In Roxbury’s predominantly black and Latino Ward 12, turnout was 20 percent, higher than the 19 percent who voted in South Boston’s Ward 6 and the 17 percent who turned out in West Roxbury’s Ward 20.

At-large City Councilor Annissa Essaibi George, who campaigned on behalf of Mayor Walsh in West Roxbury, said the action was slow in that neighborhood.

“It was really low turnout,” she said. “But the people who came out to vote were engaged. They were the super voters. That’s what I’ve heard across the city.”

The so-called super voters, those who turn out for every primary as well as general elections, tend to be more white and vote more conservatively than those who vote only in general elections.

Mayoral push

Backed by a $4 million war chest, Walsh’s campaign had by far the most sophisticated ground game, with multiple voter contacts in the weeks leading up to the election through legions of door-knockers, phone banks and text messages. On the day of the campaign, Walsh’s volunteer corps, which included city workers, knocked on doors at not only the homes of voters committed to the mayor, but also those only somewhat likely to vote for Walsh. Walsh reported nearly $14,000 in salaries for campaign workers in the first two weeks of September and appeared to have considerable support from among the more than 16,000 workers on the city payroll.

During his campaign victory party, held at the IBEW hall on Freeport Street in Dorchester, city workers and elected officials were prominent among the hundreds of supporters who turned out, underscoring the advantages that come with being an incumbent mayor.

In the end, Jackson won just three wards: 11, 12 and 19. But those wards, which cover most of Roxbury and all of Jamaica Plain, describe Jackson’s core of support: black voters and white liberals. Because those voters tend to turn out in larger numbers in the finals than in the preliminaries, Jackson stands a good chance of expanding his share of the vote on Nov. 7.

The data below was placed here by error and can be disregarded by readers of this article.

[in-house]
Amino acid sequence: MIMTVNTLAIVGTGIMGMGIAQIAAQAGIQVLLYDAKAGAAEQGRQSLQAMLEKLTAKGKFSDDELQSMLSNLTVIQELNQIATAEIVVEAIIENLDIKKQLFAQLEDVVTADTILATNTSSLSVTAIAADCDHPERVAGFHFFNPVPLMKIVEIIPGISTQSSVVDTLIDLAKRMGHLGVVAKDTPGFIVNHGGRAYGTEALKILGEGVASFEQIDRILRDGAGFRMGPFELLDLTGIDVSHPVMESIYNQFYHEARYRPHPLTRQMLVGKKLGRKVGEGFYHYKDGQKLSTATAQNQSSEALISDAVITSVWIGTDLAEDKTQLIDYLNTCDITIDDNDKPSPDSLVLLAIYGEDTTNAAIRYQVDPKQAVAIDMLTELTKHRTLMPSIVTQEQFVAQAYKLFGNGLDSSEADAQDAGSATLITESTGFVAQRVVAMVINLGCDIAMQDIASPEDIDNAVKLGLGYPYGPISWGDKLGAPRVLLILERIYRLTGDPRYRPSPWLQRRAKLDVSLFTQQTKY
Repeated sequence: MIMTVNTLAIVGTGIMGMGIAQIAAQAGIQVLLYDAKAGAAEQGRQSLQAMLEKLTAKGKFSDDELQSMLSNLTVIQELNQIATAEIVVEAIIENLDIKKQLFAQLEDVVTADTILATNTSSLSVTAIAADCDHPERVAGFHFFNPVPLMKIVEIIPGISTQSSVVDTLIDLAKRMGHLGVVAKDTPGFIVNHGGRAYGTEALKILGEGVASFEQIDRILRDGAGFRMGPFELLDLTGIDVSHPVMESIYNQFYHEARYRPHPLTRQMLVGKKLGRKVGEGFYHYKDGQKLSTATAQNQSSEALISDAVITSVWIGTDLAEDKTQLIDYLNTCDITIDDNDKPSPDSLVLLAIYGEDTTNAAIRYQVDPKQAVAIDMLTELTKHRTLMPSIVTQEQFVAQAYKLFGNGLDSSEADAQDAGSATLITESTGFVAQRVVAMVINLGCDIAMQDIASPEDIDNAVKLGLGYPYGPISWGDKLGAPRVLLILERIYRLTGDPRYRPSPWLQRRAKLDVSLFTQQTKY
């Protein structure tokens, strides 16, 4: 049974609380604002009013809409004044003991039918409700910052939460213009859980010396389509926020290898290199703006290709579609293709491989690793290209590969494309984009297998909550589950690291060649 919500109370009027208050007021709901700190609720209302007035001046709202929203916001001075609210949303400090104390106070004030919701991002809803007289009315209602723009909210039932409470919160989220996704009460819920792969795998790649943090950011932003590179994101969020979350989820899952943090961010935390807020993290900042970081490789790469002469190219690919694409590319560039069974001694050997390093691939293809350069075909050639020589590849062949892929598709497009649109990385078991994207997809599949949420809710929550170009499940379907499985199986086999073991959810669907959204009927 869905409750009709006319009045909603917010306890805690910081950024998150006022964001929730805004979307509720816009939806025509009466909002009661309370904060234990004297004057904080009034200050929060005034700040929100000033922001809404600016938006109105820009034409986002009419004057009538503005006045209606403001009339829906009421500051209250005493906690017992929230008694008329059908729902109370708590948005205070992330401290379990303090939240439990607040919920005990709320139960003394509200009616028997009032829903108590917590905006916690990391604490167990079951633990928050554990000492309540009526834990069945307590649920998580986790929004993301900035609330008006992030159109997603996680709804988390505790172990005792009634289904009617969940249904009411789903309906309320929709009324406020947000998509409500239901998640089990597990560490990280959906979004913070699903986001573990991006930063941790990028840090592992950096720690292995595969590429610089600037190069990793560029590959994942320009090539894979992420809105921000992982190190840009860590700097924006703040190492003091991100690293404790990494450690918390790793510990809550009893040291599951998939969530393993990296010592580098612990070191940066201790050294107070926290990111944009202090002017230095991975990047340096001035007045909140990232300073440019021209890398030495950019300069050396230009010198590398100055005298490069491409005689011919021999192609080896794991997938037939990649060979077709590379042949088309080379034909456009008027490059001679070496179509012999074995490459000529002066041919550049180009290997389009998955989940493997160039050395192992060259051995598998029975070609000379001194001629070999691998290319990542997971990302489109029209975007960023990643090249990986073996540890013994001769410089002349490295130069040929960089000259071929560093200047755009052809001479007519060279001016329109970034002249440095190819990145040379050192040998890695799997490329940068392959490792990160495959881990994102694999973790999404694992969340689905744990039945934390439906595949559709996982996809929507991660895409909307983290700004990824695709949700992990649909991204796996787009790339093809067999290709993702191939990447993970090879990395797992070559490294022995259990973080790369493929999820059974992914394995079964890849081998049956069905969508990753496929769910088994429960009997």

But if the preliminary is any indication, Walsh won’t make it easy for his opponent. In the weeks leading up to the preliminary, Walsh’s campaign had a heavy presence in Ward 12 and throughout the predominantly black and Latino precincts in Roxbury, Dorchester, Mattapan and Hyde Park, going toe-to-toe with Jackson among what many see as the challenger’s natural base of support. Jackson lost to Walsh in predominantly black neighborhoods outside of Roxbury.

In Jackson’s favor, Walsh has agreed to two mayoral debates. During the run-up to the preliminary election, Jackson’s push to discuss issues, including schools, public safety, real estate development and displacement were stymied by Walsh, who declined several invitations to debate Jackson and the other two candidates. Now, Walsh has accepted invitations for an Oct. 10 debate hosted by Dan Rea of WBZ radio and an Oct. 24 debate moderated by WGBH radio hosts Jim Braude and Margery Eagan.

Already a member? Sign in.
The Bay State Banner